Can You Really Treat Acne With Garlic?
In the classic comedy movie Dracula: Dead and Loving It, Mel Brooks’ character Dr. Abraham van Helsing orders massive amounts of garlic to be placed in the bedroom of the young and nubile Lucy (played by Lysette Anthony) after tiny puncture marks have been found on her neck. A competing doctor played by Harvey Korman orders the garlic removed from Lucy’s boudoir, and the next night Count Dracula emerges from an insane asylum and uses hypnotic mind control to lure Lucy to a nearby garden, where she meets a ghastly fate.
Garlic is often portrayed as a magical tool with the power of preserving life from the forces of death. For centuries, garlic was used to protect skin from the ravages of acne. But if you don’t use garlic, will the acne vampires glamor and lead you to skin destruction?
- Garlic is used in traditional skin care to stimulate growth of hair rather than to treat acne.
- Scientific tests have shown that tea tree oil, wild basil, sandalwood oil, thyme oil, and oregano oil fight acne, but garlic does not.
- Garlic eaten as a food may modify the immune system in ways that reduce acne inflammation.
- Other botanical ingredients are much more useful for acne-prone skin than garlic.
- Sandalwood oil offers some benefits not found in other botanical treatments for blemished skin.
- A complete acne treatment system is much more useful in treating acne than garlic.
Garlic and Skin Infection
Drs. Karen Martin and Edzard Ernst of the Universities of Exeter and Plymouth in the United Kingdom conducted a review of clinical trials1 of the antibacterial properties of common herbal preparations. They found that tea tree oil and wild basil oil kill acne bacteria. Although wild basil (Ocimum gratissimum) oil is seldom found at the natural products store, Dr. Ernst’s experiments found that 5% wild basil oil was more effective for getting rid of pimples than 5% benzoyl peroxide—and it also smelled so bad that it drove away bugs.
The authors also found that tea tree oil was useful in treating skin infections—but for garlic, no such evidence was to be found. Does that mean that garlic treatment for acne is a waste of time?
How Garlic Is Used to Treat the Skin
Garlic is a traditional skin treatment in Unani medicine, still used in Turkey, Iran, Pakistan, and Kashmir. Traditionally garlic is used to stimulate growth of the skin after inflammation or infection. More specifically, garlic is used to stimulate growth in hair follicles2 rather than in sebum-producing follicles. When alopecia areata has made hair fall out, or acne keloidalis nuchae has trapped hair in pores, garlic is applied to the skin to correct the problem.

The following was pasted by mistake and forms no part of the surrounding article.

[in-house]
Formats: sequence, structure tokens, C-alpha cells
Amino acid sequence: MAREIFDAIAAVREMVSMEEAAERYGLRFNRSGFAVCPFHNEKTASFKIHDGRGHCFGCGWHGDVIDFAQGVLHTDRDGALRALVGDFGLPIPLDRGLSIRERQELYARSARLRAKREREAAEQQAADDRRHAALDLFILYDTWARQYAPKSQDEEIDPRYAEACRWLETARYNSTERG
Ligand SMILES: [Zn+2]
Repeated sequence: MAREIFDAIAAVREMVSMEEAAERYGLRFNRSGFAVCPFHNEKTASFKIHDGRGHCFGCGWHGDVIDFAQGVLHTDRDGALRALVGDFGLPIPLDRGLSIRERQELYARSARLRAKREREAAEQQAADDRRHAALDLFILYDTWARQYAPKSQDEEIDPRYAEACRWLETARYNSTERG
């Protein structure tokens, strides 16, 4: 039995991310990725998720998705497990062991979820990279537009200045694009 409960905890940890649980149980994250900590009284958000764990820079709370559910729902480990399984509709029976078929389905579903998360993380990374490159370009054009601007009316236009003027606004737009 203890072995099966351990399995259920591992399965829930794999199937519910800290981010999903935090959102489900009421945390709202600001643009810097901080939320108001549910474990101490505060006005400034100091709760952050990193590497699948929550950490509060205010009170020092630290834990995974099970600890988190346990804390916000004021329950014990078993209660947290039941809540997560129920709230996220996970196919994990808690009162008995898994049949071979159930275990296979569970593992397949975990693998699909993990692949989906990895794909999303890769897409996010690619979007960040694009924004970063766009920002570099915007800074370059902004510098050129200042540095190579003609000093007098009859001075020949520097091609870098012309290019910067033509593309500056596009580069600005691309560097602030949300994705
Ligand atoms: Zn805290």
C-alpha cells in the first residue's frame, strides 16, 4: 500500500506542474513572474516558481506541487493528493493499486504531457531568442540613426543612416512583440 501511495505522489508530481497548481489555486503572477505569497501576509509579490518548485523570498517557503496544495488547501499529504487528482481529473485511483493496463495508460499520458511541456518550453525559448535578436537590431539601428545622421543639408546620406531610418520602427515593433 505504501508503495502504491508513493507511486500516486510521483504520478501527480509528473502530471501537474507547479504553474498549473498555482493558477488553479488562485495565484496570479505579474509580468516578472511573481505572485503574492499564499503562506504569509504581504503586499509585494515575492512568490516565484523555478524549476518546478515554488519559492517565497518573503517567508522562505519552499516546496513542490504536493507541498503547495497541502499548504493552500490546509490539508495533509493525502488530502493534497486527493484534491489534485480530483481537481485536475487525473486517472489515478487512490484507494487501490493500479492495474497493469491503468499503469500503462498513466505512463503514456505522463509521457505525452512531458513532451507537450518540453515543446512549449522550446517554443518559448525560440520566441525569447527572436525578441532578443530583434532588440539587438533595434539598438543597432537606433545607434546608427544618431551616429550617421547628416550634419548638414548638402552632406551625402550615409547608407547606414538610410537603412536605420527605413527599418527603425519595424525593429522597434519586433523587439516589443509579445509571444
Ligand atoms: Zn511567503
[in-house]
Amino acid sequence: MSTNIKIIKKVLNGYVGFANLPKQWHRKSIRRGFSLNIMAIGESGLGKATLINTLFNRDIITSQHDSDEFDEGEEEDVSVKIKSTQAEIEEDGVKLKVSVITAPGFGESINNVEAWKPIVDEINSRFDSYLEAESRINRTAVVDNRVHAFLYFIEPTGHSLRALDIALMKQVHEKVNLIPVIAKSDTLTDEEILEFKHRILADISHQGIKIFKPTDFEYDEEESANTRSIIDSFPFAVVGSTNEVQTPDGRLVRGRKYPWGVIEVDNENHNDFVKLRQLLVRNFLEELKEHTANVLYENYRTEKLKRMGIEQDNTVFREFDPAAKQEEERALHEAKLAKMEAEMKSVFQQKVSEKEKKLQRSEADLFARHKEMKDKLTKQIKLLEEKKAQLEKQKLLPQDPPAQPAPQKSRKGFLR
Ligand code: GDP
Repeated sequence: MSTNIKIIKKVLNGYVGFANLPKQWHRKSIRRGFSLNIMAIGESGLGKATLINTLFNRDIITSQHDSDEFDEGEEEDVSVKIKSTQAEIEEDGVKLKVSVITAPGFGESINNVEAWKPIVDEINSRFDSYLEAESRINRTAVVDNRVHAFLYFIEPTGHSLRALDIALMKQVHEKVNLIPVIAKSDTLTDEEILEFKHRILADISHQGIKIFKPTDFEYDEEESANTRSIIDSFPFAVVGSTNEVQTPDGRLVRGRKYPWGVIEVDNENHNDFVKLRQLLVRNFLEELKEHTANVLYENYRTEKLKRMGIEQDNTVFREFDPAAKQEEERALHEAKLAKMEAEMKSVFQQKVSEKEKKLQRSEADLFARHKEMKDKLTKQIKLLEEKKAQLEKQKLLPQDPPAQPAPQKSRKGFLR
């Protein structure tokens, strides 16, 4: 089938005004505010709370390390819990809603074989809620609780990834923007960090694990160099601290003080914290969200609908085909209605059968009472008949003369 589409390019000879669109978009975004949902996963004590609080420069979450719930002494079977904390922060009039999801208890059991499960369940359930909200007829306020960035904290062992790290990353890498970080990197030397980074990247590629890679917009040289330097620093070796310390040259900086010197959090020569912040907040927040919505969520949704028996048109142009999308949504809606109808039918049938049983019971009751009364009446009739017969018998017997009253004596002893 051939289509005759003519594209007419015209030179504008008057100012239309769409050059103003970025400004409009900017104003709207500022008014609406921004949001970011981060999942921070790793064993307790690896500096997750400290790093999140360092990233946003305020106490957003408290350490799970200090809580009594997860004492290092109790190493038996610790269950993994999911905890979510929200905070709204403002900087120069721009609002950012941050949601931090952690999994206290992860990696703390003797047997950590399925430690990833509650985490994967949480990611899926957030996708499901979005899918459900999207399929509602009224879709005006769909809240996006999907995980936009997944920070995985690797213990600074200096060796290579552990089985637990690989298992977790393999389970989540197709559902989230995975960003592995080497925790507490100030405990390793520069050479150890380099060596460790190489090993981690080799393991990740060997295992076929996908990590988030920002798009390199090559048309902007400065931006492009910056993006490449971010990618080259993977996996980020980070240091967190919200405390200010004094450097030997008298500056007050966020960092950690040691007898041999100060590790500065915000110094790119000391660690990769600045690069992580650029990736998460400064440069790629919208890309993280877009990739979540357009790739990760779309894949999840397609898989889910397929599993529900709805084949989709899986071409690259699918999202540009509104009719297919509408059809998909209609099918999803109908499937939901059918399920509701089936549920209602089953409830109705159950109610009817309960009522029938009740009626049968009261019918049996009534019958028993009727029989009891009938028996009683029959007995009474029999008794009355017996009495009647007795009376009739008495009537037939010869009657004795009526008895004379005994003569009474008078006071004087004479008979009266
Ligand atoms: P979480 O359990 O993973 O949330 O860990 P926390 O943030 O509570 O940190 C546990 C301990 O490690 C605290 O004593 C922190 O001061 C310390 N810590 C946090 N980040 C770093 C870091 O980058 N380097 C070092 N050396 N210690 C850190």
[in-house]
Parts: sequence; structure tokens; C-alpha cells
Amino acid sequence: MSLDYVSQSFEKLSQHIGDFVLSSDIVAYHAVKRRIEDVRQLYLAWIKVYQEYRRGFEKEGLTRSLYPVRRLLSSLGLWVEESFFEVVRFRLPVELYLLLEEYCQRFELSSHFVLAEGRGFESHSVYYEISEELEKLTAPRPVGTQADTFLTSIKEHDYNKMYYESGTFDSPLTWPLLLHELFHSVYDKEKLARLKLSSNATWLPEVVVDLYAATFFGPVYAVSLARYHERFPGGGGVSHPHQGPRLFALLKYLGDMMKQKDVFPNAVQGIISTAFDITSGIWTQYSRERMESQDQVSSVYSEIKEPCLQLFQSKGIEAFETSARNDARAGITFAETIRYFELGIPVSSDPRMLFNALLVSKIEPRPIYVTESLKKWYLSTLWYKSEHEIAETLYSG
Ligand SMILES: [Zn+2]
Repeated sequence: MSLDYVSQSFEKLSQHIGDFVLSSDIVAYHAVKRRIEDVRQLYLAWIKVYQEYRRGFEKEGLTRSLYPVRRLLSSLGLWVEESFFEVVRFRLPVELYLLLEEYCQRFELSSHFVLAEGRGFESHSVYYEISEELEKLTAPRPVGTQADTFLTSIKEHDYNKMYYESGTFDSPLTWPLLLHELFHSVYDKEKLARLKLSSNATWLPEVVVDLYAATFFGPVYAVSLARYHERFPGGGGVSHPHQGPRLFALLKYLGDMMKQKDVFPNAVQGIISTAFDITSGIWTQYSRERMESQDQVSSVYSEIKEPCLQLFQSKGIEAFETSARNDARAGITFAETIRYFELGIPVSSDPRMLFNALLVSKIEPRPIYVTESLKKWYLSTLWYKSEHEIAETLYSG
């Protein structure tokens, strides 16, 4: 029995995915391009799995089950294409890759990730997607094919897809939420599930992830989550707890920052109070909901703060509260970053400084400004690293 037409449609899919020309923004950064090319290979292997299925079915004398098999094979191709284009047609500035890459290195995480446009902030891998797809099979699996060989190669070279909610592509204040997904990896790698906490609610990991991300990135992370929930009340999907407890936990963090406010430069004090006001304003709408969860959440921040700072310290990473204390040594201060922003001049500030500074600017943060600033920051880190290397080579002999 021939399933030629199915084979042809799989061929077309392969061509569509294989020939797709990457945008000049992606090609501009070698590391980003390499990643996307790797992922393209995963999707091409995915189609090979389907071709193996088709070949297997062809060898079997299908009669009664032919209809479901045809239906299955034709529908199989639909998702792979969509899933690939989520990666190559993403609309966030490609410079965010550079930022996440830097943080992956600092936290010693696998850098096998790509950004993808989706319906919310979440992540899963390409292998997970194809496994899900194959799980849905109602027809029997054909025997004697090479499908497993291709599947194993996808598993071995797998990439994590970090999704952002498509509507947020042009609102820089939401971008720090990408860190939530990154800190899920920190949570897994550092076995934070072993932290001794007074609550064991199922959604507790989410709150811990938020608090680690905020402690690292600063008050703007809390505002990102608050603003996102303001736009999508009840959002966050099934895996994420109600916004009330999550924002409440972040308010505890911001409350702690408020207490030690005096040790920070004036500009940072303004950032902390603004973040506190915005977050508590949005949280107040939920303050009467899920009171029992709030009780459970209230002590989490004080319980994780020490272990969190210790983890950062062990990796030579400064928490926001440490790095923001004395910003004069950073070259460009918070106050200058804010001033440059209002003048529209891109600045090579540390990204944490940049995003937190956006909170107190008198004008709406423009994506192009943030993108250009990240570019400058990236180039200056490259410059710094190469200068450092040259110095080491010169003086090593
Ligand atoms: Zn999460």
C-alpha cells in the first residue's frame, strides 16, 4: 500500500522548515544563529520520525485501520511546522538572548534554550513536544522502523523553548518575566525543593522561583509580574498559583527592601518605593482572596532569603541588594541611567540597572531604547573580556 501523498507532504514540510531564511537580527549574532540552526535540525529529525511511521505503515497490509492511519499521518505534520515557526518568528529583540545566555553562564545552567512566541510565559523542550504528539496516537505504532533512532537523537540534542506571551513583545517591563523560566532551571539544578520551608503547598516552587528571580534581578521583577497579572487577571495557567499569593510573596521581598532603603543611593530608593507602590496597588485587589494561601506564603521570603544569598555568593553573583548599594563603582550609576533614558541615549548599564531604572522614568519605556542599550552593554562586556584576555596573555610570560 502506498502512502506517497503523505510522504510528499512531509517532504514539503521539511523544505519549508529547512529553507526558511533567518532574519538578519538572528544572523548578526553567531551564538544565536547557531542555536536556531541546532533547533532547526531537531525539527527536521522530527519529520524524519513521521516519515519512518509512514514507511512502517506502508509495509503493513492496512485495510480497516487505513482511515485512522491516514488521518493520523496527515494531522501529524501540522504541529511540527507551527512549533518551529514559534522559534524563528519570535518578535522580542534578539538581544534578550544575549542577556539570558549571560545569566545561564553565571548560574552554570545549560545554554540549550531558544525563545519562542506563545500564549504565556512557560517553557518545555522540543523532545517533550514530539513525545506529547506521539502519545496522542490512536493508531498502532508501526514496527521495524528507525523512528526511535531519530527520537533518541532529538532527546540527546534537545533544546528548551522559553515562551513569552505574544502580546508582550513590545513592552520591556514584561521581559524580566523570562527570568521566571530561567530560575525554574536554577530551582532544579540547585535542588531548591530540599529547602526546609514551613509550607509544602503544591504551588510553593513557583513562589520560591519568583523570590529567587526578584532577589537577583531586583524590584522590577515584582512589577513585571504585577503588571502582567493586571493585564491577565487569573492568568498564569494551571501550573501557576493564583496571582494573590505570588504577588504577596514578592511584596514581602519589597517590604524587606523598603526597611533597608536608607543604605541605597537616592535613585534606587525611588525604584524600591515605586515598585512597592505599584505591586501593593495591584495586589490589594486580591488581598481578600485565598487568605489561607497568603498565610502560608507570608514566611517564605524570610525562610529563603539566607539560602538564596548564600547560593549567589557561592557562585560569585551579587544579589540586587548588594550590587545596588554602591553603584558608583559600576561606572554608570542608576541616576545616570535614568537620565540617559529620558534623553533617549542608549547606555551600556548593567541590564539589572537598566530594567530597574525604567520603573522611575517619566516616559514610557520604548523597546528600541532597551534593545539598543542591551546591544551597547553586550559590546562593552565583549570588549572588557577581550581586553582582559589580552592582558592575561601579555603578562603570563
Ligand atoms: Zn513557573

Garlic and Acne Treatment
The inflammation and irritation that make the skin break, caused by the immune system’s response to acne bacteria, can lead to scratching, which can lead to wounds. There is some evidence that garlic can be helpful in wound healing3, but it would be best to avoid this problem by being gentle with your skin.
Other Herbs That Treat Acne on Your Skin
If not garlic for your skin, then what? Here are some suggestions:
- Tea tree oil is effective for fighting acne4. Use pure tea tree oil or products that contain at least 10% tea tree oil directly on blemished skin. Redness should begin to clear up within 24 hours, and acne bacteria will be killed in about 72 hours. It make take as long as two weeks for new, unblemished skin to come in. Never take tea tree oil or any other essential oil by mouth.
- Sandalwood oil is antimicrobial and anti-inflammatory, and has been supported by some clinical studies to be effective against acne5.
- Oregano oil, and to a lesser extent thyme oil, has been shown to have a strong antimicrobial effect against acne bacteria6.
Garlic is not a whole lot more useful for fighting acne than it is for fighting vampires. A complete acne fighting system, however, may be exactly what you need and Exposed Skin Care comes with a complete money back guarantee.
- Martin KW, Ernst E. Herbal medicines for treatment of bacterial infections: a review of controlled clinical trials. J Antimicrob Chemother. 2003 Feb;51(2):241-6.
- Gönül, M., Gül, Ü., Çakmak, S. K., & Kılıç, S. (2009). Unconventional medicine in dermatology outpatients in Turkey. International Journal of Dermatology, 48(6), 639–644.
- Pazyar N, Feily A. Garlic in dermatology. Dermatol Reports. 2011 Apr 28;3(1):e4.
- Natural acne treatment: What’s most effective? Mayo Clinic.
- Moy RL, Levenson C. Sandalwood Album Oil as a Botanical Therapeutic in Dermatology. J Clin Aesthet Dermatol. 2017 Oct;10(10):34-39.
- Taleb MH, Abdeltawab NF, Shamma RN, Abdelgayed SS, Mohamed SS, Farag MA, Ramadan MA. Origanum vulgare L. Essential Oil as a Potential Anti-Acne Topical Nanoemulsion-In Vitro and In Vivo Study. Molecules. 2018 Aug 28;23(9).
To be your most trusted ally in your pursuit of clear, healthy skin.